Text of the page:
I’m on two mail lists of the Cochrane Collaboration, one is the TSC -list (TSC=Trials Search Coordinator) and the other the IRMG-list. IMRG stands for Information Retrieval Methods Group (of the Cochrane). Sometimes, difficult search problems are posted on the list. It is challenging to try to find the solutions. I can’t remember that a solution was not found.
A while ago a member of the list was puzzled why he got the following retrieval result from the Cochrane Library:
ID Search Hits
#1 (breast near tumour* ) ….. 254
#2 (breast near tumour) …… 640
#3 (breast near tumor*) ….. 428
#4 (breast near tumor) …… 640
where near = adjacent (thus breast should be just before tumour) and the asterisk * is the truncation symbol. At the end of the word an asterisk is used for all terms that begin with that basic word root. Thus tumour* should find: tumours and tumour and thus broaden the search.
The results are odd, because #2 (without truncation) gives more hits than #1 (with truncation), and the same is true for #4 versus #3. One would expect truncation to give more results. What could be the reason behind it?
I suspected the problem had to do with the truncation. I searched for breast and tumour with or without truncation (#1 to #4) and only tumour* gave odd results: tumour* gave much less results than tumour. (to exclude that it had to do with the fields being searched I only searched the fields ti (title), ab (abstract) and kw (keywords))
Records found with tumour, not with tumour*, contained the word tumor (not shown). Thus tumour automatically searches for tumor (and vice versa). This process is called stemming.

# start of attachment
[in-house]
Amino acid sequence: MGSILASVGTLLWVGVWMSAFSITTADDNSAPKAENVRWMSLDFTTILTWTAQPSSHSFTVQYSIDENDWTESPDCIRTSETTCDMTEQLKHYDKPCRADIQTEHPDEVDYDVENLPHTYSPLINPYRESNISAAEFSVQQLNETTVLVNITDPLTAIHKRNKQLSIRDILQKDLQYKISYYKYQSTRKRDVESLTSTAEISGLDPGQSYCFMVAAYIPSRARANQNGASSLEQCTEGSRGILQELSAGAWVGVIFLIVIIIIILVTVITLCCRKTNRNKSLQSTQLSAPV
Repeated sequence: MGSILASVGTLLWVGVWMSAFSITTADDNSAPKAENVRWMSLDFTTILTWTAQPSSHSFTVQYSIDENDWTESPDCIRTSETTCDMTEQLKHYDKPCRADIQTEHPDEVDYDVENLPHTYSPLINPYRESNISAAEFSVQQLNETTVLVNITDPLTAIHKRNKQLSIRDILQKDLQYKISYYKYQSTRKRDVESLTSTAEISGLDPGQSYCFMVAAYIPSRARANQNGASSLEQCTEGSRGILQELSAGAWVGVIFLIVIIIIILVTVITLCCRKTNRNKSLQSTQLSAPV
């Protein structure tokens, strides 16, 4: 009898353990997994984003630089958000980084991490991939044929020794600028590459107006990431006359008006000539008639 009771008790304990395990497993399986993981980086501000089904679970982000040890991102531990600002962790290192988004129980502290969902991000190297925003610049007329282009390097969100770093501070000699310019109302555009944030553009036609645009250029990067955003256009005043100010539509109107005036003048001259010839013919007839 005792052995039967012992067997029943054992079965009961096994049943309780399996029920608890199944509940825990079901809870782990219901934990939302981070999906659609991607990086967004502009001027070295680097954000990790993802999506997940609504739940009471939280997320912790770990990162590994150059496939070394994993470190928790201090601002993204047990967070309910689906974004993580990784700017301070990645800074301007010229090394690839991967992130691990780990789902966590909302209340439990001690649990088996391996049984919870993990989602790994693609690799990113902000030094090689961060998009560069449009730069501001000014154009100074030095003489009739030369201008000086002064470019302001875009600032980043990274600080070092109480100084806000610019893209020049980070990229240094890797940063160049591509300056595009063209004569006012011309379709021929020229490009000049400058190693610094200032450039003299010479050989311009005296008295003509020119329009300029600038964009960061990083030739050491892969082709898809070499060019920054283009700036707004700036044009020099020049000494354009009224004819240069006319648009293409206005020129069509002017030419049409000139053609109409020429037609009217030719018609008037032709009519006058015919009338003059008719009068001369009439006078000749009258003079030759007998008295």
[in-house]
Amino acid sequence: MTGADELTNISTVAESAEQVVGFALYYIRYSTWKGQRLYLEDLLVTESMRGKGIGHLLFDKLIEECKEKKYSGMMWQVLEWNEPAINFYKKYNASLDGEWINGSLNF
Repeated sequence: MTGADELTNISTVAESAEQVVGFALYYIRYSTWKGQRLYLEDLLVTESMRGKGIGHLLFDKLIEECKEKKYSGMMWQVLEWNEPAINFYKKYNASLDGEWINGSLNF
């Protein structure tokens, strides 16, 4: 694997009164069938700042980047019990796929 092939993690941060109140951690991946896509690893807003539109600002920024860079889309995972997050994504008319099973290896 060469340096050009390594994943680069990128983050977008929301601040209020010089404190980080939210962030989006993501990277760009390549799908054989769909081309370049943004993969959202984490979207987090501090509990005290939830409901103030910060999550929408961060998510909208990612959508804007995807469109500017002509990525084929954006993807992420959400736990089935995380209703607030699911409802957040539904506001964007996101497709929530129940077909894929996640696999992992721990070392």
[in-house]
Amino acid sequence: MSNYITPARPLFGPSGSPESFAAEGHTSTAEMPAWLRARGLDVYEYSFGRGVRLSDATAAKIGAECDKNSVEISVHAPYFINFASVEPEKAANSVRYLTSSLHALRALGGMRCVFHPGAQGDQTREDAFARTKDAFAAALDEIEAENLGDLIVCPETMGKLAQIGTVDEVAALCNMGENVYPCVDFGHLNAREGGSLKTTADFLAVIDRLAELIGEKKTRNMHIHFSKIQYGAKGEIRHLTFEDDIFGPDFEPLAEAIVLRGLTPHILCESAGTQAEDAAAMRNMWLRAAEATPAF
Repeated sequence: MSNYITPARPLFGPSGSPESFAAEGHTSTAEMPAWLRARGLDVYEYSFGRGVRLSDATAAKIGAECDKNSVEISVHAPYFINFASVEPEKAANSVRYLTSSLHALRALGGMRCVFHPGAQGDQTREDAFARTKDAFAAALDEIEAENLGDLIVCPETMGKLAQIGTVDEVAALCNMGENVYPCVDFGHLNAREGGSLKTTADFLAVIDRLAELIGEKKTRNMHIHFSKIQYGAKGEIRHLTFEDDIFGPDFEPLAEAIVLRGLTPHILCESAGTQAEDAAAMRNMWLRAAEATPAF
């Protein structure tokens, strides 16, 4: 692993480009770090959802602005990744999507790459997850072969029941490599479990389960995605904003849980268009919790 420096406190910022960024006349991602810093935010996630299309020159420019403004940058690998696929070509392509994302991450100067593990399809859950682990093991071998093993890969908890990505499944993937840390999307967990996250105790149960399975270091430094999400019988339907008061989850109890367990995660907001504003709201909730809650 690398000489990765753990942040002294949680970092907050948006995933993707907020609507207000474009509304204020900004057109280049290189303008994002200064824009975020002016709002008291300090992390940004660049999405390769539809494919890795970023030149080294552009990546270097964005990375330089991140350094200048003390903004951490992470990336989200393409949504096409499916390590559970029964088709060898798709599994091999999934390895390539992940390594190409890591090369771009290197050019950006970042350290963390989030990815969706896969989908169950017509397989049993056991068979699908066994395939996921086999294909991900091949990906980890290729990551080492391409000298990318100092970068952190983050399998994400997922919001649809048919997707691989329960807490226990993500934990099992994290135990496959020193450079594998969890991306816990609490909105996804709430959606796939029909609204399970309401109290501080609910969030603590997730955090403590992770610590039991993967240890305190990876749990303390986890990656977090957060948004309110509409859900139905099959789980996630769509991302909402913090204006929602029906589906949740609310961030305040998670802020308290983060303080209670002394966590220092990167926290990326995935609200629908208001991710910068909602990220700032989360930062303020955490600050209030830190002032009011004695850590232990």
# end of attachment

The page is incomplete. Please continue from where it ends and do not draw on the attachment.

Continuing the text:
According to the Help-function of the Cochrane Library:
Stemming: The stemming feature within the search allows words with small spelling variants to be matched. The term tumor will also match tumour.
In addition, as I realized later, the Cochrane has pluralization and singularization features.
Pluralization and singularization matches Pluralized forms of words also match singular versions, and vice versa. The term drugs will find both drug and drugs. To match either just the singular or plural form of a terms, use an exact match search and include the word in quotation marks.
Indeed (tumor* OR tumour*) (or shortly tumo*r*) retrieves a little more than tumor OR tumour: words like tumoral, tumorous, tumorectomy. Not particularly useful, although it might not be disadvantagous when used adjacent to breast, as this will filter most noise.
Thus stemming, pluralization and singularization only work without truncation. In case of truncation you should add the spelling variants yourselves if case stemming/pluralization takes place. This is useful if you’re interested in other word variants that are not automatically accounted for.
Put it another way: knowing that stemming and pluralization takes place you can simply search for the single or plural form, American or English spelling. So breast near tumor (or simply breast tumor) would have been o.k. This is the reason why these features were introduced in the first way.
By the way, truncation and stemming (but not pluralization) are also features in PubMed. And this can give similar and other problems. But this will be dealt with in another blogpost.
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